East lawn of the Insurance Building on the west campus
- Artist- Kris Snider (designing architect)
- Endorsing Entities- 1,466 private contributors, through the organization of the Washington State Vietnam Veterans Memorial Committee
- Dedication Date- May 25, 1987 (groundbreaking November 11, 1986)
Materials- green granite
- Inscriptions- "Washington State Vietnam Veterans Memorial," "To all my brothers and sisters who made it back, but never made it home. In memory of those who have died from physical and emotional wounds received while serving in the Vietnam War. We honor and recognize their pain and suffering, but above all we respect the courage of these Washington State residents. When our country called, you were there. We have not forgotten, you are not alone. You Now Rest in Glory," names of the 1,116 state residents killed or missing.
- List of names
History & significance:
This monument is actually the second remembrance of those killed in Vietnam to be erected on the Capitol campus. The first memorial honoring those Washingtonians killed in Vietnam was dedicated on November 11, 1982 by then-Governor John Spellman. The monument consisted of a scroll listing the names of the state’s Vietnam casualties encased in marble. Many surviving Vietnam Veterans were unhappy with this first memorial, and felt that the enclosed scroll "entombed" the memory of their fallen comrades.
A group of Veterans soon began lobbying for a new memorial that would better honor those who gave the ultimate sacrifice in Vietnam. A number of other groups and individuals joined in the fundraising effort to erect a memorial displaying the names of Washingtonians killed or missing in action. Secretary of State Ralph Munro was particularly influential in rallying public and government support for the new memorial. Ultimately, the fundraising work was such a success that the $178,000 project was funded entirely by private means. A total of 1,466 individuals, groups, and corporations donated money—the majority in amounts less than $25. Shortly before the widely-attended dedication ceremony on Memorial Day, May 25, 1987, the memorial committee returned the money that had been donated by the state government.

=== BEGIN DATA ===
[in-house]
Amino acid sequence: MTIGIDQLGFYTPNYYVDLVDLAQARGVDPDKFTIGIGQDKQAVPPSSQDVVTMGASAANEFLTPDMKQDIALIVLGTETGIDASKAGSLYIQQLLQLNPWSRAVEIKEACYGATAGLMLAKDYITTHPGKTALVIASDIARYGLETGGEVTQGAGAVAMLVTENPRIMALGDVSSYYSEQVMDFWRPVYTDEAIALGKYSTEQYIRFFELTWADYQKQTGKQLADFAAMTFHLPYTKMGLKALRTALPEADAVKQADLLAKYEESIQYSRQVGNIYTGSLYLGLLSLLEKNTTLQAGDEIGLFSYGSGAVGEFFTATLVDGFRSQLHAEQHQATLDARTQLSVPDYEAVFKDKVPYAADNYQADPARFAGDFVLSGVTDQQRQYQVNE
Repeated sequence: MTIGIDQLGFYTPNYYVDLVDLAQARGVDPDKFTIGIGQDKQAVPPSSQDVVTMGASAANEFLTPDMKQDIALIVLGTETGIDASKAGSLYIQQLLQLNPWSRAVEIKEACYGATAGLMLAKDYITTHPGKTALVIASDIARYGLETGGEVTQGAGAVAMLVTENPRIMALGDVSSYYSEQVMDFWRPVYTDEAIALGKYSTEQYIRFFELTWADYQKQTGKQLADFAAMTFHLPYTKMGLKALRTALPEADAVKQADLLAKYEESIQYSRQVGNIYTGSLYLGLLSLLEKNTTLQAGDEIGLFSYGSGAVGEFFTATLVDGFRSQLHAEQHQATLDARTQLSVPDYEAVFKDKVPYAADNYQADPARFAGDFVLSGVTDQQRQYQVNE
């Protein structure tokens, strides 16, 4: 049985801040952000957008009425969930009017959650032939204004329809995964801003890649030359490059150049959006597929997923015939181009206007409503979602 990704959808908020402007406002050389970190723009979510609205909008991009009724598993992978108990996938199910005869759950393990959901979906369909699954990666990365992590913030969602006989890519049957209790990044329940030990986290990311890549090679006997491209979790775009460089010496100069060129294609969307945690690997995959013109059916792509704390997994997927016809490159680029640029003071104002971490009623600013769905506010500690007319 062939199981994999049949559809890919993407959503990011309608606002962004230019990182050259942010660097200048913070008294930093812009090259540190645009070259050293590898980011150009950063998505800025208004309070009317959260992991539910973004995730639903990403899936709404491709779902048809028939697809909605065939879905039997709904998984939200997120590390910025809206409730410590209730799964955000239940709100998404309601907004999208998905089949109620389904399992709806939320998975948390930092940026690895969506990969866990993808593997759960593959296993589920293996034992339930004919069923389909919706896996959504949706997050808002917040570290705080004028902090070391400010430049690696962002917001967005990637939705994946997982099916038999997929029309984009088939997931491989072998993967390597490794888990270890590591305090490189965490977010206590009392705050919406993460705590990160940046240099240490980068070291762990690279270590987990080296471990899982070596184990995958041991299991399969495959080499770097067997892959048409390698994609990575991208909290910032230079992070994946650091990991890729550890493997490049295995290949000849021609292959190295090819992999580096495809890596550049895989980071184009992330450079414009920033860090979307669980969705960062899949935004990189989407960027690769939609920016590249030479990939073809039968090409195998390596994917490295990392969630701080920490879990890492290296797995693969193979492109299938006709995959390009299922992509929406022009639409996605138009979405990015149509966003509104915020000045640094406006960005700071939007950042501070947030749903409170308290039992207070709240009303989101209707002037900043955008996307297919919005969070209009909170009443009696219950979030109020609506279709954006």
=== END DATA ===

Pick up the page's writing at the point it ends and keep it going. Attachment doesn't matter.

The site selected for the memorial was a grassy knoll under a large shade tree. This area was chosen specifically because of the quiet solitude it affords. Seattle architect Kris Snyder of EDAW, Inc. of Seattle designed the memorial, which consists of a semi-circular, green granite wall stretching partially around a forty-five foot base. The wall represents the circle of life, and the top of the wall rises and falls in a rolling course, symbolizing the highs and lows of that occur in our existence. The wall runs unimpaired except for a large crack in the shape of North and South Vietnam. The cut symbolizes the break in the circle of life caused by the war.
Etched into the wall are the names of the 1,116 Washingtonians killed or missing in the war, positioned in such a way that they can be touched and read by all, including children and those in wheelchairs. The names are listed chronologically by date of death from July, 1963 to May, 1975. A small cross is engraved next to the names of those who remain missing in action. There are small holes next to all the names so that mementos may be left in remembrance. All items left are collected and placed in the state archives.
- 1986—Construction began on the memorial with groundbreaking on November 11th.
- 1987—Construction was completed, and a dedication ceremony was held on May 25th.
- 1988—The names of 36 more Washington Vietnam veterans were added to the memorial on April 6th.
- 1990—The names of four Washington Vietnam Veterans were added to the memorial on June 26th.
- 1997—The words, "To all my brothers and sisters who made it back, but never made it home. In memory of those who have died from physical and emotional wounds received while serving in the Vietnam War. We honor and recognize their pain and suffering, but above all we respect the courage of these Washington State residents. When our country called, you were there. We have not forgotten, you are not alone. You Now Rest in Glory" were added as a tribute to Vietnam veterans who didn’t die in action, but have since passed away or are still suffering from physical and emotional effects of the conflict. The words were compiled from entries by Vietnam veterans throughout the state who were asked what they wanted the tribute to say.
- Also added to the memorial in this same year was the name Lt. John Cecil Driver, the 41st to be added since the wall’s dedication.